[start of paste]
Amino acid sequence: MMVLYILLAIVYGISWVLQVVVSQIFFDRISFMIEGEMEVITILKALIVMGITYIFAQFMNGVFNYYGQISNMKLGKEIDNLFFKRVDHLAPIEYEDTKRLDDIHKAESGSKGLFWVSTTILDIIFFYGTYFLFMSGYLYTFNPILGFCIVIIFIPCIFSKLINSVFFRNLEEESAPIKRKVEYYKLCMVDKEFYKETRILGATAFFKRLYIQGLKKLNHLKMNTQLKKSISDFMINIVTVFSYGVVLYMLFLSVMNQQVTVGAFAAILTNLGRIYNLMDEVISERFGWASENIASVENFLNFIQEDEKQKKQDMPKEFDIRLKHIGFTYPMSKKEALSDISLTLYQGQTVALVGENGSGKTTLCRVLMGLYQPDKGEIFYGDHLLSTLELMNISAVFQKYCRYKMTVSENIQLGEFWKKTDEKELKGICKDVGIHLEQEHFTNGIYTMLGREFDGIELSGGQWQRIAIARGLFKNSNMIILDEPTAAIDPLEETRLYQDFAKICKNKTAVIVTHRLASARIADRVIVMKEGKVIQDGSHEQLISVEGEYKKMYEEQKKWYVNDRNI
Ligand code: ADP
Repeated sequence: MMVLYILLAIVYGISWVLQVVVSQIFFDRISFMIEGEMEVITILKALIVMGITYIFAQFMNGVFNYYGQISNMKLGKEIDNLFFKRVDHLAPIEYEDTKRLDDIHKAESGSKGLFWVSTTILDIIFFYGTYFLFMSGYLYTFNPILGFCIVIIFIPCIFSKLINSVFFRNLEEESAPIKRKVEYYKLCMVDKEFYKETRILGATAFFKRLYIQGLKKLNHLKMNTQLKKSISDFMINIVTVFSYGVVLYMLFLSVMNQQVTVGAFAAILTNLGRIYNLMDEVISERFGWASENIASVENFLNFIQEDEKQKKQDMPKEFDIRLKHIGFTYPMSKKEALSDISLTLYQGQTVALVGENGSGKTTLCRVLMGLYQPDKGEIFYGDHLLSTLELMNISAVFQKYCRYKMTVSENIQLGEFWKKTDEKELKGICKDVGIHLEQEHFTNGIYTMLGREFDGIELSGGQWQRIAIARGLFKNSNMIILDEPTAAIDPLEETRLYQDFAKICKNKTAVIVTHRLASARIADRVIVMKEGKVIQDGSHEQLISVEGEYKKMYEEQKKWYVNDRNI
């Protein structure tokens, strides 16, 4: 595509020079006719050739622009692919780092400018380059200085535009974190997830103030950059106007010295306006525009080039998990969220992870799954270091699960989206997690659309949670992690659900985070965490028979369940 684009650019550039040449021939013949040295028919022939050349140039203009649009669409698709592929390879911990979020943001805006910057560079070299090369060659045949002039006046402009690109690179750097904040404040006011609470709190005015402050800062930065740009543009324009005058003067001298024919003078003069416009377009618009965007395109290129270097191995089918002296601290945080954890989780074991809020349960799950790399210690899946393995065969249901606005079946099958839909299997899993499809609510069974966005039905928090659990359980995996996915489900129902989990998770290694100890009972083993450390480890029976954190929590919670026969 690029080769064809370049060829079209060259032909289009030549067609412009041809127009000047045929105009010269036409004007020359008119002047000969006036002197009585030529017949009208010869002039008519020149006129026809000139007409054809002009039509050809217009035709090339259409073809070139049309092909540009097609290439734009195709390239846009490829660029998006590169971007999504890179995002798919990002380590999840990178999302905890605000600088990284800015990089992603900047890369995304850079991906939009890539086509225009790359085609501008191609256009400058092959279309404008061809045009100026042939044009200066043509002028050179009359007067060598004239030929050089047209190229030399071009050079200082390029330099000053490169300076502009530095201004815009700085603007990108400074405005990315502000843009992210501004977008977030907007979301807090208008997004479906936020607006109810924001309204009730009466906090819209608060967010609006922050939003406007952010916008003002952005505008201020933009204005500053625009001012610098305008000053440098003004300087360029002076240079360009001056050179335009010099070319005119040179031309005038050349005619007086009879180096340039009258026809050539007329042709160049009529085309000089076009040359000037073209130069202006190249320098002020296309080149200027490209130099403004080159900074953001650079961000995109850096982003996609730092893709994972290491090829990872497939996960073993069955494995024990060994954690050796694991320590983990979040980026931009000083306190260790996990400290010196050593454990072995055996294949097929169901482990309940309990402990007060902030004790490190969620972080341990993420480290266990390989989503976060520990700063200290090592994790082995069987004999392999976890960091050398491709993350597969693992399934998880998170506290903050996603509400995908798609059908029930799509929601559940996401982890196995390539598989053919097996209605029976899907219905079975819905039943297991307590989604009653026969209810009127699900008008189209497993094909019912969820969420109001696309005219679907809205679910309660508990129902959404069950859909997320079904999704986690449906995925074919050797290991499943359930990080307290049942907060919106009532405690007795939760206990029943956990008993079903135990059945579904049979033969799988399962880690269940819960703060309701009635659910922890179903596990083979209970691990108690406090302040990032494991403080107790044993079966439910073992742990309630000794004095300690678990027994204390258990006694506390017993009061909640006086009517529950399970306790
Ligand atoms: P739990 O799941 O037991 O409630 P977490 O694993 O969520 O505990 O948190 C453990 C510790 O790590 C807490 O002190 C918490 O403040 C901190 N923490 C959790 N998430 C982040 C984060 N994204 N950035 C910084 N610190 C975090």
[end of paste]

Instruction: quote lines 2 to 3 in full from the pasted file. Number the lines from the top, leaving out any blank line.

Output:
Ligand code: ADP
Repeated sequence: MMVLYILLAIVYGISWVLQVVVSQIFFDRISFMIEGEMEVITILKALIVMGITYIFAQFMNGVFNYYGQISNMKLGKEIDNLFFKRVDHLAPIEYEDTKRLDDIHKAESGSKGLFWVSTTILDIIFFYGTYFLFMSGYLYTFNPILGFCIVIIFIPCIFSKLINSVFFRNLEEESAPIKRKVEYYKLCMVDKEFYKETRILGATAFFKRLYIQGLKKLNHLKMNTQLKKSISDFMINIVTVFSYGVVLYMLFLSVMNQQVTVGAFAAILTNLGRIYNLMDEVISERFGWASENIASVENFLNFIQEDEKQKKQDMPKEFDIRLKHIGFTYPMSKKEALSDISLTLYQGQTVALVGENGSGKTTLCRVLMGLYQPDKGEIFYGDHLLSTLELMNISAVFQKYCRYKMTVSENIQLGEFWKKTDEKELKGICKDVGIHLEQEHFTNGIYTMLGREFDGIELSGGQWQRIAIARGLFKNSNMIILDEPTAAIDPLEETRLYQDFAKICKNKTAVIVTHRLASARIADRVIVMKEGKVIQDGSHEQLISVEGEYKKMYEEQKKWYVNDRNI